Fuel Economy: The Only Constant Is The Variables

Updated May 4, 2014

Pickup Fuel Mileage: The only constant is it’s always changing

A couple days ago I was scanning through the information screens on my pickup’s dash to check tire pressures and how much engine oil life was remaining. Even though I use a tire gauge and change oil every 4,500 miles, I still like to see what the truck’s computer says.

I happened to scroll to the amount of fuel used screen since the truck was new. Curious, I figured this was an easy way to figure average fuel economy since I’ve drove it off the dealer’s lot.MPG Towing Composite It came out to be 15.51 mpg over 35,789 miles of about 65 percent city driving.

It wasn’t as high as expected from a 2011 GM 1500 4×4 with the 5.3L V8 that has a 15/17/21 EPA mpg number.

My neighbor has a nearly identical pickup in year, make and model. He swears his averages 18mpg.

So, is there something wrong with my truck or is my neighbor blowing a little mpg smoke? Neither.

Here’s the deal with mpg numbers and EPA ratings: In real-world use the only constant is inconsistency.

There are so many variables that affect fuel economy that the only way to get a fairy accurate number of a vehicle’s true mpg is to do the figuring on an annual basis just as I had done.

Here are just a few of the factors that affect mpg besides the driver:   

  • Wind
  • Humidity
  • Air Temperature
  • Fuel variations
  • Road surface
  • Changes in elevation
  • Engine wear
  • Engine maintenance
  • Tire pressures
  • Tire tread (type and wear)
  • Cargo weight
  • Number of passengers
  • Change in ride height
  • Change in aerodynamic profile
  • Speed

When you factor in the above along with the driving habits of the person behind the wheel, it’s easy to see why no two vehicles’ fuel economy numbers are going to really be the same.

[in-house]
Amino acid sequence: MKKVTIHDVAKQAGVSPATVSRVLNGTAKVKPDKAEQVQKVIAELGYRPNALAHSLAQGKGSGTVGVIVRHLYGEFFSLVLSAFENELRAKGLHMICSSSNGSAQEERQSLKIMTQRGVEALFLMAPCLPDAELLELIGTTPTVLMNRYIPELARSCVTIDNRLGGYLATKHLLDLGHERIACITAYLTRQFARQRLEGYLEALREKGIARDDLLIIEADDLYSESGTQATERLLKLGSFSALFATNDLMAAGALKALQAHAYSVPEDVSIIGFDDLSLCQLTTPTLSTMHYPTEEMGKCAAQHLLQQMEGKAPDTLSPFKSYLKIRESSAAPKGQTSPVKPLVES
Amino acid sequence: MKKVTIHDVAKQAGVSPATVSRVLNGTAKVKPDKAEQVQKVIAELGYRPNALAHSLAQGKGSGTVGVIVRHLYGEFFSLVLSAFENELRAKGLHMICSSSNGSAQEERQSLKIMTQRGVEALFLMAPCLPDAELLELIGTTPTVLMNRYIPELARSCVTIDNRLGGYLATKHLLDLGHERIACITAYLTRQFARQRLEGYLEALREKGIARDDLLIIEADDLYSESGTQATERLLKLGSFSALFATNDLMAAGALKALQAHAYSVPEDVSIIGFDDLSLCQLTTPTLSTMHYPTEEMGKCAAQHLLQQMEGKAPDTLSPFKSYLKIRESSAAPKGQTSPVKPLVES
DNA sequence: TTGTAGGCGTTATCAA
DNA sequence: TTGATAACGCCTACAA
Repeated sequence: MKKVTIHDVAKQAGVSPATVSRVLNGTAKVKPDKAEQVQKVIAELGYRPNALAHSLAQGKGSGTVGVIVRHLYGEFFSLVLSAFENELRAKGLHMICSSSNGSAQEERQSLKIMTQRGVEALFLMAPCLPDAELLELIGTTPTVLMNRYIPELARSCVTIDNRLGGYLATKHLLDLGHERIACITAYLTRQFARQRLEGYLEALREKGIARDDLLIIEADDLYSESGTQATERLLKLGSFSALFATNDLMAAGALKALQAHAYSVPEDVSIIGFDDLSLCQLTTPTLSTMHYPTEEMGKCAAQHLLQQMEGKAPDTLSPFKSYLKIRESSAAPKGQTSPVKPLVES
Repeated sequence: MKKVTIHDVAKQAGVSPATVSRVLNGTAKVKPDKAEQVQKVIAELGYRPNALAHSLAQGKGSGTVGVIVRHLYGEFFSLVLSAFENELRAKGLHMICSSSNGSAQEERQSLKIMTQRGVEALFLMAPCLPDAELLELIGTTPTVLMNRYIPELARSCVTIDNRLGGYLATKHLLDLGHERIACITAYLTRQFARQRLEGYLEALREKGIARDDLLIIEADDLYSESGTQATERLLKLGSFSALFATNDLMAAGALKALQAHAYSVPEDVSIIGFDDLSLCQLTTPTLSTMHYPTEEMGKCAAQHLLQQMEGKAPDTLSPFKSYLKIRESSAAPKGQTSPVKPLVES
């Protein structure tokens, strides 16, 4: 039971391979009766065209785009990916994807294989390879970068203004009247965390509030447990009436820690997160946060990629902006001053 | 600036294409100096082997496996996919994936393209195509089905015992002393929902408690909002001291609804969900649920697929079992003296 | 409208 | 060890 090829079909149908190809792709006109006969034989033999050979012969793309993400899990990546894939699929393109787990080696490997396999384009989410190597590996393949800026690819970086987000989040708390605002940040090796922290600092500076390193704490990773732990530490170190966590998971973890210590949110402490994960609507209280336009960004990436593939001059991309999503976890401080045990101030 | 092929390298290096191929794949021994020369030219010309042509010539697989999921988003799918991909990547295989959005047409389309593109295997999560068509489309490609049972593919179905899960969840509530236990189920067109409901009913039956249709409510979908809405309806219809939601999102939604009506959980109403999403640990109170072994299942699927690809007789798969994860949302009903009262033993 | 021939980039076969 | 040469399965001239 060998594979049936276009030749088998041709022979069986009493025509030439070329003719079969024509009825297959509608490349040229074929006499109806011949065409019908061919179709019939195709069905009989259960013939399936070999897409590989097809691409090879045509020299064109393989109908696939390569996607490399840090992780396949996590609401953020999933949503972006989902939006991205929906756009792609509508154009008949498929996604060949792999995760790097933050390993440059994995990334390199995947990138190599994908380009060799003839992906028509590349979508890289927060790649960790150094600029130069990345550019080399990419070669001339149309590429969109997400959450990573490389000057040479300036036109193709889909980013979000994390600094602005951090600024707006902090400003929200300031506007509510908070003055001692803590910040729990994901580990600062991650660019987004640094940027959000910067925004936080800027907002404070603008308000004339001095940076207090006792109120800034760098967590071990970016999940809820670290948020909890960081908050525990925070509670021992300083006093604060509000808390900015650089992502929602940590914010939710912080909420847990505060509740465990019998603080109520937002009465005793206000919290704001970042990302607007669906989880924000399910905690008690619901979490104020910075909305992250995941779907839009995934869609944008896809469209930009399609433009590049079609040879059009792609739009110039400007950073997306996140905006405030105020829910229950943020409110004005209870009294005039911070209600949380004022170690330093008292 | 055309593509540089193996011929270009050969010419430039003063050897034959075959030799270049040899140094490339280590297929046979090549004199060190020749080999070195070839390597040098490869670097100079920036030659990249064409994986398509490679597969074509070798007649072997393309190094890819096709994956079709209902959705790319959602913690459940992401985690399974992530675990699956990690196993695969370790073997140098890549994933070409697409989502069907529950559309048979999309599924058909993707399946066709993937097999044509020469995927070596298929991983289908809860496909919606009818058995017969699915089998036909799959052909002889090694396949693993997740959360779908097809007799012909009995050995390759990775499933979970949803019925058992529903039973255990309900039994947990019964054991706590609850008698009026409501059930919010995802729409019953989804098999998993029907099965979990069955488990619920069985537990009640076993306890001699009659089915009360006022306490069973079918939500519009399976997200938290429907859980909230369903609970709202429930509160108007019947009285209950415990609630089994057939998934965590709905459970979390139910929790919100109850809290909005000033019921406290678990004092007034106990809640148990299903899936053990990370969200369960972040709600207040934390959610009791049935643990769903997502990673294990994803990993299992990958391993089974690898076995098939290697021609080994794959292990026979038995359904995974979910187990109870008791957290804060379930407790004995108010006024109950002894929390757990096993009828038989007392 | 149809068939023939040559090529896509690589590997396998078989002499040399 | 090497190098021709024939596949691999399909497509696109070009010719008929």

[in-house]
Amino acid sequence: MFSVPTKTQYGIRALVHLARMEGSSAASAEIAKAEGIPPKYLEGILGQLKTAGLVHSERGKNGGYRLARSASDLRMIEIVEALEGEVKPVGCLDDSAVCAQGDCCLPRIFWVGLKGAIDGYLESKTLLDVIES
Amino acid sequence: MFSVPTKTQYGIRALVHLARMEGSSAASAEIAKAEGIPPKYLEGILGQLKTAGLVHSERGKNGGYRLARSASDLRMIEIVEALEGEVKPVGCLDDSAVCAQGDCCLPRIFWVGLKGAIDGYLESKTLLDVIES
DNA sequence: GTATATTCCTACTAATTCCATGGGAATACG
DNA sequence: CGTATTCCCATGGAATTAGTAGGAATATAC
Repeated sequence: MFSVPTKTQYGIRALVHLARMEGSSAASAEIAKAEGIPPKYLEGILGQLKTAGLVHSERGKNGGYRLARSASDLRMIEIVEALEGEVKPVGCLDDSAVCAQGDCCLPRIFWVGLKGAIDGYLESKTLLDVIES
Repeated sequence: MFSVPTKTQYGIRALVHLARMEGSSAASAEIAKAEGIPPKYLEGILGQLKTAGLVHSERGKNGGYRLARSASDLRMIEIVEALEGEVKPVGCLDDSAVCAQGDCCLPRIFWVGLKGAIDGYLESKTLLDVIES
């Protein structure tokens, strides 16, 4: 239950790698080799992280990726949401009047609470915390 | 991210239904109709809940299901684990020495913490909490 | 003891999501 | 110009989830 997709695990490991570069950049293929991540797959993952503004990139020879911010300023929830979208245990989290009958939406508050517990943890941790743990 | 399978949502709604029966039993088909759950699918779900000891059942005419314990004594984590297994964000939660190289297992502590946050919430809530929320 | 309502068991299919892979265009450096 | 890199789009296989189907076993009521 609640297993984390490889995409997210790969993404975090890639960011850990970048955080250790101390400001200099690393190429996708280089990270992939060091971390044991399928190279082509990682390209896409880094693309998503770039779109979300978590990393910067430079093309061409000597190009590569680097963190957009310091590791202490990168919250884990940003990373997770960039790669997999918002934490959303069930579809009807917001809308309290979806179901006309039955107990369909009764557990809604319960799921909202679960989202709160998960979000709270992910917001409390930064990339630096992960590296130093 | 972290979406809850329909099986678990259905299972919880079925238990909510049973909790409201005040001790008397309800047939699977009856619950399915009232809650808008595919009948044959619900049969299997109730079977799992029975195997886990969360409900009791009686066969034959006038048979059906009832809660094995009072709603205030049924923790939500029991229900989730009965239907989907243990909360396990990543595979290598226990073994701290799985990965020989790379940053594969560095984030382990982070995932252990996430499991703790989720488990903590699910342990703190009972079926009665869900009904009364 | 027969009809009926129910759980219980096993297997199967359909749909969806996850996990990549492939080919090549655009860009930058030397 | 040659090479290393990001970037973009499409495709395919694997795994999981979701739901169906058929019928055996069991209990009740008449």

MPG changes second by second, mile by mile, affected by a host of driving condition variables.MPG changes second by second, mile by mile, affected by a host of driving condition variables.

My truck had a winch, bed topper, and all-terrain tires on it, while my neighbor’s truck was bone stock running factory street tires. So even though they were similar trucks, the little differences that affected weight, rolling resistance and aerodynamics played a big role in the mpg numbers.

MPG numbers will also vary month to month, week to week, day to day or even mile by mile unless all of the factors that have an affect on fuel use are remain constant.

That’s why the “instant mpg” number on a vehicle’s driver information readout changes by the second. It’s just a simple truth a vehicle’s fuel economy is affected by so many variables that achieving the mpg numbers shown on the window sticker is an act of futility.

You very well could see those numbers, or even get better mpg numbers.  But chances are they’ll be very short lived and over time never be as good as the EPA achieves in their lab testing.

As for how I view my truck’s fuel economy over the past couple years, it is what it is; I like the truck, it serves its purpose well, and I’m comfortable with how I drive.

If fuel economy was the end all, I’d probably be driving a compact diesel-hybrid car.